Street wise

Street wise

HealthStreet combines research, service for community

 By Mina Radman
Lakeshia Hobdy, a community health worker with HealthStreet, talks with Ronnie Boykin./Photo by Jesse S. Jones

Lakeshia Hobdy, a community health worker with HealthStreet, talks with Ronnie Boykin./Photo by Jesse S. Jones

Elta Desvariste, 22, has been interning at HealthStreet for three months.

The health science senior spends her days reaching out to the community to share information about medical and social services at HealthStreet and in the community. She also conducts health assessments with community members both in the community and at HealthStreet. A few weeks ago, a homeless woman thanked Desvariste for sharing information she wouldn’t have otherwise learned.

“Knowing that I’m able to help her makes this a great experience,” Desvariste said.

HealthStreet, led by Linda Cottler, Ph.D., M.P.H., chair of the department of epidemiology in the colleges of Medicine and Public Health and Health Professions, is a community-based effort that assesses health conditions and needs of the community and, based on those needs and concerns, offers services and referrals to social and medical services. HealthStreet also works to reduce disparities in health research by linking people to health studies, matched to their needs and concerns.

On April 5, HealthStreet won a UF Champion for Change award. UF President Bernie Machen and his wife, Chris, presented the honor, given for championing community engagement efforts for social equity, at the university’s Earth Day celebration.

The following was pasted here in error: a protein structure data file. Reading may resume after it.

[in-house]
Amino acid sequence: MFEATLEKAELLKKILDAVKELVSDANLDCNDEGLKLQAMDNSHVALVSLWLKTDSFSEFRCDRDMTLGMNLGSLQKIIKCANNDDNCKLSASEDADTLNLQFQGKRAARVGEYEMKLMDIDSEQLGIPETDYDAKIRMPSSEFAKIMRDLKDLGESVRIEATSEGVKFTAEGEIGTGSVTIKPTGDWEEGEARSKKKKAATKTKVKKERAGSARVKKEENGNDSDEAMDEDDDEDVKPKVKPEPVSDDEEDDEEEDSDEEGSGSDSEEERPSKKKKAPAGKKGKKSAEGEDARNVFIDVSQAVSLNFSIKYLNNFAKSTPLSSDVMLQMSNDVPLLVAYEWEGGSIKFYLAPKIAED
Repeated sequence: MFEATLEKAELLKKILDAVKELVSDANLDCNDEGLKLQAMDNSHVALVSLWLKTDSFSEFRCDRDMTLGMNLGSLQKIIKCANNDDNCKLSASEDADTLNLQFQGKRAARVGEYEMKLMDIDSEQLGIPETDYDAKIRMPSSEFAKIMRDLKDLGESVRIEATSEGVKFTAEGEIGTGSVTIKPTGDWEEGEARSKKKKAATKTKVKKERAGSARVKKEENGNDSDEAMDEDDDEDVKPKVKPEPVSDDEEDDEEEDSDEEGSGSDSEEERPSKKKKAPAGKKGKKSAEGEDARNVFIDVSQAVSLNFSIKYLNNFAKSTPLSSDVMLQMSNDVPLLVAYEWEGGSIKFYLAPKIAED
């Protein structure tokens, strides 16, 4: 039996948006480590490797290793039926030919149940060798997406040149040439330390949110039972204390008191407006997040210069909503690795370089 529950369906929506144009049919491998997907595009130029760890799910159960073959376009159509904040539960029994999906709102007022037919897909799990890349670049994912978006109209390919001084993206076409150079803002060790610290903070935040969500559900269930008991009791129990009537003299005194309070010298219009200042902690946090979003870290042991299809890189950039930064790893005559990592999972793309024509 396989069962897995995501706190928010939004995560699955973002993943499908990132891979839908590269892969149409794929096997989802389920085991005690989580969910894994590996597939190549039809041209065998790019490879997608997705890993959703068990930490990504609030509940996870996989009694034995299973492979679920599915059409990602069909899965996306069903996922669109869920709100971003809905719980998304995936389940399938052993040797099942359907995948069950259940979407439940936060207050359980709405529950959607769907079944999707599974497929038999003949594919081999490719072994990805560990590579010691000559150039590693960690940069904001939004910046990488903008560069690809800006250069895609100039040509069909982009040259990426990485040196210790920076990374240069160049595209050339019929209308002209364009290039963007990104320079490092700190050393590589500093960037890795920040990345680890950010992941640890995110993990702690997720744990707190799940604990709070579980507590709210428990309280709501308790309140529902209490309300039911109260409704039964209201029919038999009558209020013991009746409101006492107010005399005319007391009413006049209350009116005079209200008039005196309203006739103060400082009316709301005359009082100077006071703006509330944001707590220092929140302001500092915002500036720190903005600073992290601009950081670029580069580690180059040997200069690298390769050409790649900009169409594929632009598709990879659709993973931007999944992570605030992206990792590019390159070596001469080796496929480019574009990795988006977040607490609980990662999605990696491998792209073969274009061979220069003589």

The program’s community health workers visit people at laundromats, grocery stores, bus stops and other places in Alachua County daily to speak with residents about their health and needs. They conduct 15-minute health assessments, asking about their health history, and top health and neighborhood concerns.

The HealthStreet office, located at 2401 SW Archer Road, offers a clothing closet, toiletry pantry, HIV testing, educational classes and blood pressure checks as well as other services.

HealthStreet follows the model of a program Cottler started in St. Louis in 1989. She began the program at UF in November 2011, when she came to Gainesville to head the epidemiology department. HealthStreet has begun providing services in Jacksonville, and is now underway in Sydney, Australia, too.

“With this model, we are learning more about how to help the community, and what needs they have,” Cottler said. “What we find out from research we try to share with the community. Through this program, we try to build trust with the community.”

To find out more about HealthStreet, visit